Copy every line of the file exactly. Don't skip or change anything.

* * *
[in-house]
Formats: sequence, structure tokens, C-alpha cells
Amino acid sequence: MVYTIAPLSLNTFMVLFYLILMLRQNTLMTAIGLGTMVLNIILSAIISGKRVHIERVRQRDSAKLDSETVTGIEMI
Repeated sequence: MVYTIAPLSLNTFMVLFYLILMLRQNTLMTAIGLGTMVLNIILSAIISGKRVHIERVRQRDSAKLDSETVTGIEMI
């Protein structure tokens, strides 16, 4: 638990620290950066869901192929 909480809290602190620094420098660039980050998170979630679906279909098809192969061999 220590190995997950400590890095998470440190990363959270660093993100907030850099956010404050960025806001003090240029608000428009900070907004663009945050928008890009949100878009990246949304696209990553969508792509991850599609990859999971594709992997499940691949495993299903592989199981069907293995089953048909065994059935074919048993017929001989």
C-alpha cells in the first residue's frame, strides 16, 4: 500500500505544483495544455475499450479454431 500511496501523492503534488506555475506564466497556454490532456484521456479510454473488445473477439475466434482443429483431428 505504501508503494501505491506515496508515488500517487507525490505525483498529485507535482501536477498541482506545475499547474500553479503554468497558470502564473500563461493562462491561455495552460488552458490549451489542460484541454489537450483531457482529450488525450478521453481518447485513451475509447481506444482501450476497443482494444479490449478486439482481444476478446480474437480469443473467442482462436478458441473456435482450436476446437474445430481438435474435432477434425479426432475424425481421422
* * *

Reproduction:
[in-house]
Formats: sequence, structure tokens, C-alpha cells
Amino acid sequence: MVYTIAPLSLNTFMVLFYLILMLRQNTLMTAIGLGTMVLNIILSAIISGKRVHIERVRQRDSAKLDSETVTGIEMI
Repeated sequence: MVYTIAPLSLNTFMVLFYLILMLRQNTLMTAIGLGTMVLNIILSAIISGKRVHIERVRQRDSAKLDSETVTGIEMI
């Protein structure tokens, strides 16, 4: 638990620290950066869901192929 909480809290602190620094420098660039980050998170979630679906279909098809192969061999 220590190995997950400590890095998470440190990363959270660093993100907030850099956010404050960025806001003090240029608000428009900070907004663009945050928008890009949100878009990246949304696209990553969508792509991850599609990859999971594709992997499940691949495993299903592989199981069907293995089953048909065994059935074919048993017929001989």
C-alpha cells in the first residue's frame, strides 16, 4: 500500500505544483495544455475499450479454431 500511496501523492503534488506555475506564466497556454490532456484521456479510454473488445473477439475466434482443429483431428 505504501508503494501505491506515496508515488500517487507525490505525483498529485507535482501536477498541482506545475499547474500553479503554468497558470502564473500563461493562462491561455495552460488552458490549451489542460484541454489537450483531457482529450488525450478521453481518447485513451475509447481506444482501450476497443482494444479490449478486439482481444476478446480474437480469443473467442482462436478458441473456435482450436476446437474445430481438435474435432477434425479426432475424425481421422